Top 5 Motorcycle Safety Tips for Riders

Looking for motorcycle safety tips? Read on to learn the top 5 motorcycle safety tips for riders how to ride safely next time you hop on the motorcycle

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Top 5 Motorcycle Safety Tips for Riders

As a motorcyclist in California, you assume a great deal of harm. Motorcycle riders are statistically much more likely than motor car drivers to sustain catastrophic and fatal injuries in car crashes. In 2018, 488 motorcyclists died in road collisions in California alone. As a motorcycle operator, the choices you make could save your life. Thirty motorcyclists killed in deadly collisions, for example, were not wearing helmets, and some were riding their motorcycles while impaired by alcohol.
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Ride with a few safety precautions in mind to minimize the chances of a major crash. If you are involved in a motorcycle crash, you can retain the services of a Los Angeles motorcycle accident lawyer to assist you in the claims process.

Receive Adequate Training

Preparation is critical for avoiding a collision. You must understand how to ride your bike safely and how to adapt to unsafe highway conditions without crashing. Choose a motorcycle that is appropriate for your skill level and purpose for riding. Motorcycle riders that are inexperienced, unprepared, or untrained are more likely to be involved in accidents. To ride a motorcycle in California, you must pass special checks and receive instruction. Your driver’s license must have a motorcycle endorsement (class M). Additionally, you may want to participate in motorcycle safety courses to further reduce the chances of being involved in an accident.
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Obey Traffic Laws

You are subject to the same traffic laws and highway regulations as motor vehicle drivers when on the road. You must travel on the correct side of the lane, brake at all red lights and stop signs, follow all posted speed limits and other road signs, give the right of way to others when requested, pass safely, and use your turn signals. Additionally, the motorcycle must have all required roadworthy facilities, including a seat for each rider, working brakes, a whistle, and rearview mirrors.
As a motorcycle rider, you will have the right to do maneuvers that other motorists cannot, such as lane splitting and riding two abreast in the same lane. Lane break comfortably if you want to do so in California. Safety advocates suggest riding no more than 10 to 15 miles per hour above the speeds of approaching traffic and avoiding riding on the road between lanes where other cars are traveling more than 30 miles per hour. Never share a lane with another vehicle, except to pass. You are only permitted to share a lane with another motorcycle.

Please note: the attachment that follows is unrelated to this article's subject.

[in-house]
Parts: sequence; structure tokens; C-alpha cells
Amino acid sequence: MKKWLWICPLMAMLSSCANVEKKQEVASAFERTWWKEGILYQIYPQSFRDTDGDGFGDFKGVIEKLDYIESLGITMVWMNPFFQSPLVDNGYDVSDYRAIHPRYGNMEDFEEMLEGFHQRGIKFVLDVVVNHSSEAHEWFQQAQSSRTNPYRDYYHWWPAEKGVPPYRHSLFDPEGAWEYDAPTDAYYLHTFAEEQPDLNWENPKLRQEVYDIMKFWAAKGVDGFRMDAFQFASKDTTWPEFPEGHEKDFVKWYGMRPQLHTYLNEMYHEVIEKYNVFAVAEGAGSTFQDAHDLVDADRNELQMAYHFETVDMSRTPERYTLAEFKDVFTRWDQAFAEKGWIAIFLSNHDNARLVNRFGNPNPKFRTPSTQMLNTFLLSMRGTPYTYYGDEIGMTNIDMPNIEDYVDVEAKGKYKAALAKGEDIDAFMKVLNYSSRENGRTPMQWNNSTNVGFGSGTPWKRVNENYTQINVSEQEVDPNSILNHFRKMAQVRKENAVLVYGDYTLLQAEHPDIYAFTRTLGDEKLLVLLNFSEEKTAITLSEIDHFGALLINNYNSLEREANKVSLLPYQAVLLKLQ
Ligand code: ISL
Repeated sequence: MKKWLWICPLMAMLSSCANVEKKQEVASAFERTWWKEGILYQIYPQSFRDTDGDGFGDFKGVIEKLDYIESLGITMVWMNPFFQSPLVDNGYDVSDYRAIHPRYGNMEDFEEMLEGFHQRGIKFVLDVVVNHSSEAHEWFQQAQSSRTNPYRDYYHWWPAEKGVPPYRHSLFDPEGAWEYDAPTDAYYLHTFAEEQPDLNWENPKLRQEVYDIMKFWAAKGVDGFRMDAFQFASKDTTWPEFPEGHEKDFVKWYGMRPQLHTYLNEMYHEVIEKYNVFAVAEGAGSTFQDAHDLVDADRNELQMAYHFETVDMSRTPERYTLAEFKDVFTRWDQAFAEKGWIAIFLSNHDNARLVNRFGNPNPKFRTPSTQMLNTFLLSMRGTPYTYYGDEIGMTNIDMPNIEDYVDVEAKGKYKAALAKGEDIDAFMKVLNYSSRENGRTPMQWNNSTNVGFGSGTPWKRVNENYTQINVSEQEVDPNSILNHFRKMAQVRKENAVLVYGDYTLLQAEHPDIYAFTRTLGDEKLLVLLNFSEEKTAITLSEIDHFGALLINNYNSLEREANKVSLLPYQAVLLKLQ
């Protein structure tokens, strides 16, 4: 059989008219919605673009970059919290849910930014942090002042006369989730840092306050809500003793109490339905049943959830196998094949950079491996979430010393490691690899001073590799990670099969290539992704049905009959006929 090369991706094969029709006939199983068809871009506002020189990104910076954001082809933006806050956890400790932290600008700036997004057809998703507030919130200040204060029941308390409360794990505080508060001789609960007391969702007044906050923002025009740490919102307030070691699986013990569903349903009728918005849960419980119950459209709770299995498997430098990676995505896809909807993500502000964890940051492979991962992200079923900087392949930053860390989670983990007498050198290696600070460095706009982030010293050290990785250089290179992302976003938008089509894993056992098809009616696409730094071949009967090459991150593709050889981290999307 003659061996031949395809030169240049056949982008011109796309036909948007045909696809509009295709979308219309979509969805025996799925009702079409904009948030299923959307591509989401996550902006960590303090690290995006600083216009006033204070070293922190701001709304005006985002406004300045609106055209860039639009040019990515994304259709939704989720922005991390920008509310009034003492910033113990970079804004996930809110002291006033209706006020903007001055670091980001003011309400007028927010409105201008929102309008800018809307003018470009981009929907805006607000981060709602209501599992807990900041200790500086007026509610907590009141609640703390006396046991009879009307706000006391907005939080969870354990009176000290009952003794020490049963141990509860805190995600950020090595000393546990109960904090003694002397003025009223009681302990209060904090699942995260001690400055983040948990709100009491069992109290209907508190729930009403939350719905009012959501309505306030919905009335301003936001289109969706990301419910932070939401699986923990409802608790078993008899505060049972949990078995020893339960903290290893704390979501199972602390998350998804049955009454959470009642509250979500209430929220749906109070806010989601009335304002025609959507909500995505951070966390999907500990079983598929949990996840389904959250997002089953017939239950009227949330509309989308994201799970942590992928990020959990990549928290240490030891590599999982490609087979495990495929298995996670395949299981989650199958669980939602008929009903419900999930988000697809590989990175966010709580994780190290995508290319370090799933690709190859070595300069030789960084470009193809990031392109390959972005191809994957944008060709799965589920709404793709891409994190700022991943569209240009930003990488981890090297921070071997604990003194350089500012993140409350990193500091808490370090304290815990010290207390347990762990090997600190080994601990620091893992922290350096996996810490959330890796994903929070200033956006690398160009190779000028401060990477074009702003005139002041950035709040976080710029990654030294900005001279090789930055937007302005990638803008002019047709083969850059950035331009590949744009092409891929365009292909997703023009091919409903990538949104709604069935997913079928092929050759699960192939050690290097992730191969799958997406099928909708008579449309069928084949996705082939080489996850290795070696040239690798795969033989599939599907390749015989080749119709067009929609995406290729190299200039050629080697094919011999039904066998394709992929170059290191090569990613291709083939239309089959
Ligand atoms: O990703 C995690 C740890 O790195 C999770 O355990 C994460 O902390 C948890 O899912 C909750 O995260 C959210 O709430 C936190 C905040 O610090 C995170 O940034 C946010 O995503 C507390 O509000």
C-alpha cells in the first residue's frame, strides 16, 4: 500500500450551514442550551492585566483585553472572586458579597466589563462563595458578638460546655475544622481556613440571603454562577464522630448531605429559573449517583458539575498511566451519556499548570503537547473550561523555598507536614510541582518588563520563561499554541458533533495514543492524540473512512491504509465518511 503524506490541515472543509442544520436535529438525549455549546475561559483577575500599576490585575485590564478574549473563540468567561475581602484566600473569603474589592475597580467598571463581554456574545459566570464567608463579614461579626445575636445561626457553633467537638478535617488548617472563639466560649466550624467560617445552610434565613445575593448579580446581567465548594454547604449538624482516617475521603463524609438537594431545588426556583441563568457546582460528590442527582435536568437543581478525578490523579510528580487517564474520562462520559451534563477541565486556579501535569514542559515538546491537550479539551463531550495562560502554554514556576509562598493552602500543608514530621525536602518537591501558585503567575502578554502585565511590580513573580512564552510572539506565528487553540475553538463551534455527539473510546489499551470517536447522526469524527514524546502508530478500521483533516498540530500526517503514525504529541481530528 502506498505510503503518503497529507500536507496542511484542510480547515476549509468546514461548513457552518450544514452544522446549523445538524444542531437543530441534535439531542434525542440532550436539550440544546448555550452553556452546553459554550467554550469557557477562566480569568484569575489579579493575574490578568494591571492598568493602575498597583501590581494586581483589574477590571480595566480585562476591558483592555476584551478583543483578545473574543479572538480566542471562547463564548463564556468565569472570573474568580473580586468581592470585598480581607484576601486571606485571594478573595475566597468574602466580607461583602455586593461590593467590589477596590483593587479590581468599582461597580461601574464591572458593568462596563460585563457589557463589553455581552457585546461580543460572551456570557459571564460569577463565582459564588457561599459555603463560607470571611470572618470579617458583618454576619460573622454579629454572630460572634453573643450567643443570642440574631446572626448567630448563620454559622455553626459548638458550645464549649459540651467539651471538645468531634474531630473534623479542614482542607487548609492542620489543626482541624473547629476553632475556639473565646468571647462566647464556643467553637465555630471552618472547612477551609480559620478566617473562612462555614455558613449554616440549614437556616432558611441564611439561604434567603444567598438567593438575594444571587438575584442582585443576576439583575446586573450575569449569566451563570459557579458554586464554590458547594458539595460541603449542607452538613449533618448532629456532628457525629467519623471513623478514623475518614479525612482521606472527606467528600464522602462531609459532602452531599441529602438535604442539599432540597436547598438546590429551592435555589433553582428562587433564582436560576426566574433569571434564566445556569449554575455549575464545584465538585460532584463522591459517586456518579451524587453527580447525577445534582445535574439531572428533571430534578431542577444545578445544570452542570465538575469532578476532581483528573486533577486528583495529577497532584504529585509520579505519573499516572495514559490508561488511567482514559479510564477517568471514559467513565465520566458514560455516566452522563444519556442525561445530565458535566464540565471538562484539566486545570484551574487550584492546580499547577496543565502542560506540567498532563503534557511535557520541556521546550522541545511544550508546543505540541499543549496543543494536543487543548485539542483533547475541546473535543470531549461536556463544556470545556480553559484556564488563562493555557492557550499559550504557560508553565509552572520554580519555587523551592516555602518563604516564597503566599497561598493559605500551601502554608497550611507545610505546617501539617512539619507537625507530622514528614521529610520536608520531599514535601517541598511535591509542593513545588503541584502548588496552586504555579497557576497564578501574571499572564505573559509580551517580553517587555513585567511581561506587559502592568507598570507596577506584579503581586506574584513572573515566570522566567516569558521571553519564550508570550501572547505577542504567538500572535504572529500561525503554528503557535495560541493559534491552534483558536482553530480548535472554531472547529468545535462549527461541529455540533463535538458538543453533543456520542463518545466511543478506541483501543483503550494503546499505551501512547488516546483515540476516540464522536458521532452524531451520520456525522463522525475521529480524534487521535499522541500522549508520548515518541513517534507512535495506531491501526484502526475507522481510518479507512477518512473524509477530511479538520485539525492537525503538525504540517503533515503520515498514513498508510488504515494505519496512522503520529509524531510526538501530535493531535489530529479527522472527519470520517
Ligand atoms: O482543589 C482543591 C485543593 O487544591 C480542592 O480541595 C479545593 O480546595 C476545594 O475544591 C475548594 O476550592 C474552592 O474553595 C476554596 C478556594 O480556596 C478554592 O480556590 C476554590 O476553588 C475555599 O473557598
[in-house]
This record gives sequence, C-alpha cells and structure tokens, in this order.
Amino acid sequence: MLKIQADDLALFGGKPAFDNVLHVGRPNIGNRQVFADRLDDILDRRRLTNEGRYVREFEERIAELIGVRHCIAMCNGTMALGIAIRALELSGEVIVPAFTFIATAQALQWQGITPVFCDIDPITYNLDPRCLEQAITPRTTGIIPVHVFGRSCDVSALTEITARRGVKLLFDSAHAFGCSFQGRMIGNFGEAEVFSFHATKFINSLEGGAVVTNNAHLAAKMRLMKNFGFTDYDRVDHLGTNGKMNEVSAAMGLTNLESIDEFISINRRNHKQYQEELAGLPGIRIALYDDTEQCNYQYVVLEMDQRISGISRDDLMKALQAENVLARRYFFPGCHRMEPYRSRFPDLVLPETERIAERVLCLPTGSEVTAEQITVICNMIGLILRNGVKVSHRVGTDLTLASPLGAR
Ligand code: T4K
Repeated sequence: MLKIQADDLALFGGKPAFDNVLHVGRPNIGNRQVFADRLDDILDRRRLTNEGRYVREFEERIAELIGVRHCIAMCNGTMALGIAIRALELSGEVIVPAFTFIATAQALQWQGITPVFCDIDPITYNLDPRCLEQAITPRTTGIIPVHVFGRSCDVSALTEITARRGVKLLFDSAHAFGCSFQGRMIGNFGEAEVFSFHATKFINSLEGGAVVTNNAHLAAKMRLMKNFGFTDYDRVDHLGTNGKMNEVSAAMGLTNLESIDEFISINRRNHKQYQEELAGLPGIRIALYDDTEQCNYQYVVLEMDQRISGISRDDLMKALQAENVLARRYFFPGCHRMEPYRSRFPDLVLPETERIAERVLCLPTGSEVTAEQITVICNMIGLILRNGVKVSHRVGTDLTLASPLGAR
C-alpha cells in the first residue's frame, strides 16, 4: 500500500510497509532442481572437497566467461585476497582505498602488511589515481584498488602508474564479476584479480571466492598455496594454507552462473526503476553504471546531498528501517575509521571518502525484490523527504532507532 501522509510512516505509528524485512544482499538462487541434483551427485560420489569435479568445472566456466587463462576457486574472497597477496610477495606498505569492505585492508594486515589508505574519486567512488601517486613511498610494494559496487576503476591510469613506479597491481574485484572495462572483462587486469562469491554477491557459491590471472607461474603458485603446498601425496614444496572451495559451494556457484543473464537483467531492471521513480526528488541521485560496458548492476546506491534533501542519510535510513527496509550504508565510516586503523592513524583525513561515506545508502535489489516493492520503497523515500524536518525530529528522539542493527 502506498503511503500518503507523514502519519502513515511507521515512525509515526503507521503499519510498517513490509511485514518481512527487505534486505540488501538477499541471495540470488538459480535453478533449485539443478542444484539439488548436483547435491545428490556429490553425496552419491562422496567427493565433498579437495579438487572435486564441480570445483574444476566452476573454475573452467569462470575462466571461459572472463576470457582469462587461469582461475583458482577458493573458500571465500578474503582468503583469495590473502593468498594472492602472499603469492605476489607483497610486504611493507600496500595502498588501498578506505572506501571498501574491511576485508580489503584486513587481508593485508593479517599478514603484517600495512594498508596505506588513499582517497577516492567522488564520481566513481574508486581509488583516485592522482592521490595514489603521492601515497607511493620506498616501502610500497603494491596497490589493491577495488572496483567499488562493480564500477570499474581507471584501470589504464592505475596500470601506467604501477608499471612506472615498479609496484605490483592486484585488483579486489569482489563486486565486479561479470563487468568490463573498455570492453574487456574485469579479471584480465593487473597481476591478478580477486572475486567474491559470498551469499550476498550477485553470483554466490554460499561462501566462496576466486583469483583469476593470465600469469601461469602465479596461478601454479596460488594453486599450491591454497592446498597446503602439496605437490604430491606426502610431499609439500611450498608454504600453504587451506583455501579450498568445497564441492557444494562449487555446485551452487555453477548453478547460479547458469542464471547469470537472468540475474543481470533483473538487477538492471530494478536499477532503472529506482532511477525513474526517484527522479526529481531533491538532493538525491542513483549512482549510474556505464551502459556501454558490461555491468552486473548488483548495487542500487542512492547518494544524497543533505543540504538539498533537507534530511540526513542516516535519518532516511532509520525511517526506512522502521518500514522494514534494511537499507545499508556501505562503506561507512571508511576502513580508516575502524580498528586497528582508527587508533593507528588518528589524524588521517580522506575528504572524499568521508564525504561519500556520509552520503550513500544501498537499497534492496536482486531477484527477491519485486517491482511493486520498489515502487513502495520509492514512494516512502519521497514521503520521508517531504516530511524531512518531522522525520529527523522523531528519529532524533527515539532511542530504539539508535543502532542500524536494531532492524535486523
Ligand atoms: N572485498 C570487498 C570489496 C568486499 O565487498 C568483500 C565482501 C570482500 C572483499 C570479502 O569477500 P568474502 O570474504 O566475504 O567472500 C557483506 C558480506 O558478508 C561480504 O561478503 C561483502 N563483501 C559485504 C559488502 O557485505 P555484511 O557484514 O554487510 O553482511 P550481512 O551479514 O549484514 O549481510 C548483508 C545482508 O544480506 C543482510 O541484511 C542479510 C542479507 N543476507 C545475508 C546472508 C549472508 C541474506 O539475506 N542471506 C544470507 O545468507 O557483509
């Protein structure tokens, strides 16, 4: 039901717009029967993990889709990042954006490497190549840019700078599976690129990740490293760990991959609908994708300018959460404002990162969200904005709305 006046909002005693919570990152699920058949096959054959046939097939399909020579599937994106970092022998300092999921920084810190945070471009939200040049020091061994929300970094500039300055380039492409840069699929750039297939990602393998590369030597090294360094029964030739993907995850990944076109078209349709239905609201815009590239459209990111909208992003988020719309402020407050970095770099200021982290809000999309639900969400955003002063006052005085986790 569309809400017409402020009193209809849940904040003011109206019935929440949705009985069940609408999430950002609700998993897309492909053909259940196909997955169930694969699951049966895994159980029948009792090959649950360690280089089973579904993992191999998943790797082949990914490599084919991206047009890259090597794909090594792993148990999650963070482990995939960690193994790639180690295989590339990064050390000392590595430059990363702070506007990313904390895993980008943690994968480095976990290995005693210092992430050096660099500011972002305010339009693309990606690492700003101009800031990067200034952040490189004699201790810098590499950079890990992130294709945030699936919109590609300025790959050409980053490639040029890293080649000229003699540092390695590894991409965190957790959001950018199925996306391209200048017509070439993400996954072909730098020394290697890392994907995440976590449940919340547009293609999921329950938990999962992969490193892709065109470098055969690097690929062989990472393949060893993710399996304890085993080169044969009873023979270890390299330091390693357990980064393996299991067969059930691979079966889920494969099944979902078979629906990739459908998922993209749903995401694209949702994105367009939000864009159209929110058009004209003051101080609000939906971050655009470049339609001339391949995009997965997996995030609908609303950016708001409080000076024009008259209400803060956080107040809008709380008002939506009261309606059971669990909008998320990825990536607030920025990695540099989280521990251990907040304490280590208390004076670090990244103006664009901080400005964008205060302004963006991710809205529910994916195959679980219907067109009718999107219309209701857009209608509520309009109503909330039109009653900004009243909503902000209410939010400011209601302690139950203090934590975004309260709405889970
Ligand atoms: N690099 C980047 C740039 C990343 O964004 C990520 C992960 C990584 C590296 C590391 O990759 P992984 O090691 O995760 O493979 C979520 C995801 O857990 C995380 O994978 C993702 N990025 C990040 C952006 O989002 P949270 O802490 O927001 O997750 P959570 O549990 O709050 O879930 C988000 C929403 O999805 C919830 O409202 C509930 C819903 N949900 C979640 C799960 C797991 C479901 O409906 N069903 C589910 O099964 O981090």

Do Not Tailgate

A motorcycle rider will die in a rear-end accident. Maintain a sufficient following gap between your motorcycle and the rear of the car in front of you to help avoid this kind of crash. Keep a close eye on the lane and nearby traffic. Prepare to bring the motorcycle to a complete halt at any time. Reduce the likelihood of being rear-ended by the vehicle in front of you by slowing cautiously, indicating your intention to turn, and lane splitting as traffic comes to a halt. Lane splitting allows you to travel comfortably between two cars rather than directly into the direction of a negligent driver.

Always Wear a Helmet

California Vehicle Code 27803 requires all motorcyclists and their riders to wear helmets when operating a motorcycle in the county. It is one of only a few states that have enacted a mandatory helmet statute. Wearing a helmet while riding a motorcycle will help you from sustaining a severe or fatal head injury in an accident. Additionally, it is prudent to wear additional protective clothing such as long trousers, long sleeves, caps, a scarf, and gloves. Wearing appropriate protective equipment will help you prevent severe accidents such as road rash or broken bones. Additionally, ear and eye defense are important.

Never Drink and Ride

Each year in California, a number of motorcycle crashes that result in fatalities include a rider who tests positive for alcohol. Riding a motorcycle when intoxicated or under the influence of drugs or alcohol will make it more difficult to maintain control of the motorcycle safely. Intoxication can inhibit reflexes and judgement. Since the maximum blood alcohol concentration is 0.08 percent in California, riding a motorcycle after consuming some amount of alcohol puts your life in risk. Consumption of alcoholic beverages and motorcycle riding are incompatible. Maintain sobriety if you want to travel alone.

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